Wednesday, July 22, 2015

Mammals of the Sea - Part II

 While at Bear Cove Beach about a week ago, this large Humpback Whale was skimming the fish along the coastline.
 It would make a pass in one direction and then, turn and go the other way like a vacuum cleaner trying to pick up every fish it could. As it surfaced, the water would stream out through its teeth and the caplin would stay in.
 At one point, it headed toward the beach to our excitement, but quickly turned and went on about its business. Once again, it was spellbinding.
 Closer to home, Cape Spear also delights. Despite the drizzle, fog and distance, my trusty camera captured some action for me to bring home and enjoy and study.
 At least one pod of dolphins swam by. I don't know enough about them to know what species they were.
Closer to shore was this seal. With the help of Ed Hayden, I learned a Gray Seal has a flat bridge from the head to the nose versus a Harp Seal that has a greater indentation making it look a lot like a dog face.
 Well, I didn't get enough photos to really be able to tell what I saw. Was it a Gray or a Harp or were there two.
 One image above looks more like a Harp while this one looks like a Gray. Maybe it is the same seal with the different angles creating a slightly different look.
 There were also regular flashes of whale tails, unfortunately too far offshore to instill the greatest appreciation.
 Most of the Humpbacked whales I have seen so far this year have been small. This large one was particularly welcome. It headed in towards shore where it began to put on a show.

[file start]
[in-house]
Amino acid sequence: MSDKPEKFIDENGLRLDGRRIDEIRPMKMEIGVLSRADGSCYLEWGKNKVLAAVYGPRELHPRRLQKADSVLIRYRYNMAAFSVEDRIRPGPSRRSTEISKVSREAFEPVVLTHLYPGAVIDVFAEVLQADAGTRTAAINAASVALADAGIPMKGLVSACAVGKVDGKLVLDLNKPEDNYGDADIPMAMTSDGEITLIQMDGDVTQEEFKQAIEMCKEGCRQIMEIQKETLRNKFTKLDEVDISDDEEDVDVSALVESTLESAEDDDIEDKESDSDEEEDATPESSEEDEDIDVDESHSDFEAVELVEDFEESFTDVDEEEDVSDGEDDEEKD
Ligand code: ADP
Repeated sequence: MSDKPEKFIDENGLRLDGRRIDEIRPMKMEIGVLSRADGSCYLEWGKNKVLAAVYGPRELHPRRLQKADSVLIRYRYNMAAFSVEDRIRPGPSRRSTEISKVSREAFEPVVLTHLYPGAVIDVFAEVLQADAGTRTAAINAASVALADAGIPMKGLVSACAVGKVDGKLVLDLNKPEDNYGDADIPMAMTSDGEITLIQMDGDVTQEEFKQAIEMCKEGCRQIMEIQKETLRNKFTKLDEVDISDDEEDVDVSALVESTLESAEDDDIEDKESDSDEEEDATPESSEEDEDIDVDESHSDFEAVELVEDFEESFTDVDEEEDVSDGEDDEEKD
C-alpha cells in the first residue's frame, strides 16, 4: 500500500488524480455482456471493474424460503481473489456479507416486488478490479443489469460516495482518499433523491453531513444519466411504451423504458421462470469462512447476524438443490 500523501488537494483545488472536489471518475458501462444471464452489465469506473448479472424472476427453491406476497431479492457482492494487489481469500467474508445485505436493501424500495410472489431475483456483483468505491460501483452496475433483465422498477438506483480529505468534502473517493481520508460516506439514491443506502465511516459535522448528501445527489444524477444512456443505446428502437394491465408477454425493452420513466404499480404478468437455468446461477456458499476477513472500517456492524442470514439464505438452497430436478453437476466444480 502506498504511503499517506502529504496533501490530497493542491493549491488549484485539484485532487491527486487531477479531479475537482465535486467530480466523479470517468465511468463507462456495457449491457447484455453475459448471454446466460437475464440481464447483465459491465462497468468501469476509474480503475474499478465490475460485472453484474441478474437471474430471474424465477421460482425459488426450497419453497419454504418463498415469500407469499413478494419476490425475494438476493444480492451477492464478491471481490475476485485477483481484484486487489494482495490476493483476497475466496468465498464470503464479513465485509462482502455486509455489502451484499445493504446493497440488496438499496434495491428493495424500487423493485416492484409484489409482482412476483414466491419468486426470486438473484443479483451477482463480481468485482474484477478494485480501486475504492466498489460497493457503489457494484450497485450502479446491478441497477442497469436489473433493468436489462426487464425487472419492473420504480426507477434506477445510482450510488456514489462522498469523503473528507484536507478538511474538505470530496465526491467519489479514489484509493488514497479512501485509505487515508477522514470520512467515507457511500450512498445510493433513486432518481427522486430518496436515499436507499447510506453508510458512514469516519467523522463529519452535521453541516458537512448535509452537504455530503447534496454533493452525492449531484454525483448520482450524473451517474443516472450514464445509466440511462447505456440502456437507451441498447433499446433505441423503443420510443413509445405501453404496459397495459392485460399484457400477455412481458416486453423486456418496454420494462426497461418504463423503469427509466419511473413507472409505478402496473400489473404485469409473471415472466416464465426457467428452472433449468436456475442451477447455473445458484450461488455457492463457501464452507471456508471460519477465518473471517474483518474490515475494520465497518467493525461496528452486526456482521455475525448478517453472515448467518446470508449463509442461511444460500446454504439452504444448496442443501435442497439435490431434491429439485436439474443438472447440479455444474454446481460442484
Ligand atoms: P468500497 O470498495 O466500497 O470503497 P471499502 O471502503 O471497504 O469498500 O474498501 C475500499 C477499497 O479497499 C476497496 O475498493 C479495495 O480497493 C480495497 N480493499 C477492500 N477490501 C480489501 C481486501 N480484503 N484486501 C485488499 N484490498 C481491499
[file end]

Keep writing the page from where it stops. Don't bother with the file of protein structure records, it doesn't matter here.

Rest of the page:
It rolled on its side and began slapping its pectoral fin. Pec slapping most often occurs when the whale is relaxed and may serve to signal its presence in the area. Tail slapping, on the other hand, it considered to be a very aggressive, territorial behaviour.
This whale was in no hurry to leave as this action continued for nearly a minute.
 It then righted itself and began to swim away.
 Then, there was a series a anomalies. There was this small whale with white on its dorsal fin.
 This tail appeared to have part of its fluke lobbed off.
 There were these two smaller whales that appeared to have dark dorsal fins...maybe small Humpback Whale. I really can't tell. My library of resources is clearly under stocked.
 There was this whale with a blunt dorsal fin and a white mark below it.
And last, but not least was this larger whale with a crumpled dorsal fin. I think it would be really nice is Nature NL were able to conduct a whale watching outing at Cape Spear with an expert to share some info about the sea mammals surrounding the coastline. To me, it is intriguing. The capelin have yet to really roll around the province, so maybe there will be considerable more whale action.

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